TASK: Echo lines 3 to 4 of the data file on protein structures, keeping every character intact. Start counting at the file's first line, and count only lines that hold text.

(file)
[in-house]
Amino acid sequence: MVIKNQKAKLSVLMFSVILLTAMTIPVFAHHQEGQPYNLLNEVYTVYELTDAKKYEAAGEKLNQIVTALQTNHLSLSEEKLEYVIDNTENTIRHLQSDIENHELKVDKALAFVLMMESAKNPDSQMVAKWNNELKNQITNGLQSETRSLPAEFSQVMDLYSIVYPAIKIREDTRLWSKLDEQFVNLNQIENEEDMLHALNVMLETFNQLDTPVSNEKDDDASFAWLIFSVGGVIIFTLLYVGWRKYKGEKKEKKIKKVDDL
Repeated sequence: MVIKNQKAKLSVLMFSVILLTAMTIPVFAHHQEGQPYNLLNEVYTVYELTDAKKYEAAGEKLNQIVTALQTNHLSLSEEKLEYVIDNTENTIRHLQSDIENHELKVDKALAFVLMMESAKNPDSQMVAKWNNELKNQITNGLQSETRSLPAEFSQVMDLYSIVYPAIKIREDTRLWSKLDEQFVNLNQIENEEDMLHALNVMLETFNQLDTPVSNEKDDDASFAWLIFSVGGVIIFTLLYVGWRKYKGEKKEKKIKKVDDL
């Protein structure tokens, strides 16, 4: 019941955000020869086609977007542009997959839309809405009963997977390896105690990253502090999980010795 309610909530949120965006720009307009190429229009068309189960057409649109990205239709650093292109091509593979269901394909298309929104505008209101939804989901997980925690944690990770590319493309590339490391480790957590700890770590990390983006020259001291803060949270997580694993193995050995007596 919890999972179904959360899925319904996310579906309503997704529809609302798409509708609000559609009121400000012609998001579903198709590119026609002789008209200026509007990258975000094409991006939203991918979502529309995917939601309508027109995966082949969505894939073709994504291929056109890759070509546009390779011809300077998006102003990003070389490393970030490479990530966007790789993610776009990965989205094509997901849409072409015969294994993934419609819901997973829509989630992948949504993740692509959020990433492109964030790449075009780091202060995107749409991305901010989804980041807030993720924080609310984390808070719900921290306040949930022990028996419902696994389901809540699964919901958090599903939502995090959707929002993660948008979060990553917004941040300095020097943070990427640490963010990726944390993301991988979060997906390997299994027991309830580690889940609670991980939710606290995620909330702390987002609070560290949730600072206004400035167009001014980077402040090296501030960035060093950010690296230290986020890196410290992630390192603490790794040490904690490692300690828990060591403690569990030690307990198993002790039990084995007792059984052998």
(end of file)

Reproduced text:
Repeated sequence: MVIKNQKAKLSVLMFSVILLTAMTIPVFAHHQEGQPYNLLNEVYTVYELTDAKKYEAAGEKLNQIVTALQTNHLSLSEEKLEYVIDNTENTIRHLQSDIENHELKVDKALAFVLMMESAKNPDSQMVAKWNNELKNQITNGLQSETRSLPAEFSQVMDLYSIVYPAIKIREDTRLWSKLDEQFVNLNQIENEEDMLHALNVMLETFNQLDTPVSNEKDDDASFAWLIFSVGGVIIFTLLYVGWRKYKGEKKEKKIKKVDDL
């Protein structure tokens, strides 16, 4: 019941955000020869086609977007542009997959839309809405009963997977390896105690990253502090999980010795 309610909530949120965006720009307009190429229009068309189960057409649109990205239709650093292109091509593979269901394909298309929104505008209101939804989901997980925690944690990770590319493309590339490391480790957590700890770590990390983006020259001291803060949270997580694993193995050995007596 919890999972179904959360899925319904996310579906309503997704529809609302798409509708609000559609009121400000012609998001579903198709590119026609002789008209200026509007990258975000094409991006939203991918979502529309995917939601309508027109995966082949969505894939073709994504291929056109890759070509546009390779011809300077998006102003990003070389490393970030490479990530966007790789993610776009990965989205094509997901849409072409015969294994993934419609819901997973829509989630992948949504993740692509959020990433492109964030790449075009780091202060995107749409991305901010989804980041807030993720924080609310984390808070719900921290306040949930022990028996419902696994389901809540699964919901958090599903939502995090959707929002993660948008979060990553917004941040300095020097943070990427640490963010990726944390993301991988979060997906390997299994027991309830580690889940609670991980939710606290995620909330702390987002609070560290949730600072206004400035167009001014980077402040090296501030960035060093950010690296230290986020890196410290992630390192603490790794040490904690490692300690828990060591403690569990030690307990198993002790039990084995007792059984052998």